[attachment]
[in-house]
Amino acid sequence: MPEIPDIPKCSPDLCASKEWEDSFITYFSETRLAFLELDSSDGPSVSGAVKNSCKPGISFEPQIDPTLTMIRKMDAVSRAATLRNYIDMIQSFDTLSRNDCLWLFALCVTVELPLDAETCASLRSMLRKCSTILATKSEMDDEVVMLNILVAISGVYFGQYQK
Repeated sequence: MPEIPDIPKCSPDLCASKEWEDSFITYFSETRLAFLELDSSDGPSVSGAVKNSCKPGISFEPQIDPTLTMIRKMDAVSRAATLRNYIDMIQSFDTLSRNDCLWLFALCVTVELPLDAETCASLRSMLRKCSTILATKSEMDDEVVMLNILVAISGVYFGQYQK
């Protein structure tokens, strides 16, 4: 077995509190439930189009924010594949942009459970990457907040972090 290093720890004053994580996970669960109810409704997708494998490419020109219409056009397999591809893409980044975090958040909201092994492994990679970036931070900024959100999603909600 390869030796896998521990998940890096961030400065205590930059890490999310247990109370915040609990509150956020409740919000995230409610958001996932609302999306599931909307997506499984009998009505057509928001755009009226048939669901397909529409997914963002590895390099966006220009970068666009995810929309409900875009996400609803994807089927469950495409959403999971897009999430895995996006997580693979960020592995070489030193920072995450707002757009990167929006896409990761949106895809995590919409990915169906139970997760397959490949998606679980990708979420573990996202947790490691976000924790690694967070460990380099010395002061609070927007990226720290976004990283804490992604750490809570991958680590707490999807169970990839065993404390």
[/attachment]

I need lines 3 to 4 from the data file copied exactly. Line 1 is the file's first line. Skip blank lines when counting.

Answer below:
Repeated sequence: MPEIPDIPKCSPDLCASKEWEDSFITYFSETRLAFLELDSSDGPSVSGAVKNSCKPGISFEPQIDPTLTMIRKMDAVSRAATLRNYIDMIQSFDTLSRNDCLWLFALCVTVELPLDAETCASLRSMLRKCSTILATKSEMDDEVVMLNILVAISGVYFGQYQK
């Protein structure tokens, strides 16, 4: 077995509190439930189009924010594949942009459970990457907040972090 290093720890004053994580996970669960109810409704997708494998490419020109219409056009397999591809893409980044975090958040909201092994492994990679970036931070900024959100999603909600 390869030796896998521990998940890096961030400065205590930059890490999310247990109370915040609990509150956020409740919000995230409610958001996932609302999306599931909307997506499984009998009505057509928001755009009226048939669901397909529409997914963002590895390099966006220009970068666009995810929309409900875009996400609803994807089927469950495409959403999971897009999430895995996006997580693979960020592995070489030193920072995450707002757009990167929006896409990761949106895809995590919409990915169906139970997760397959490949998606679980990708979420573990996202947790490691976000924790690694967070460990380099010395002061609070927007990226720290976004990283804490992604750490809570991958680590707490999807169970990839065993404390």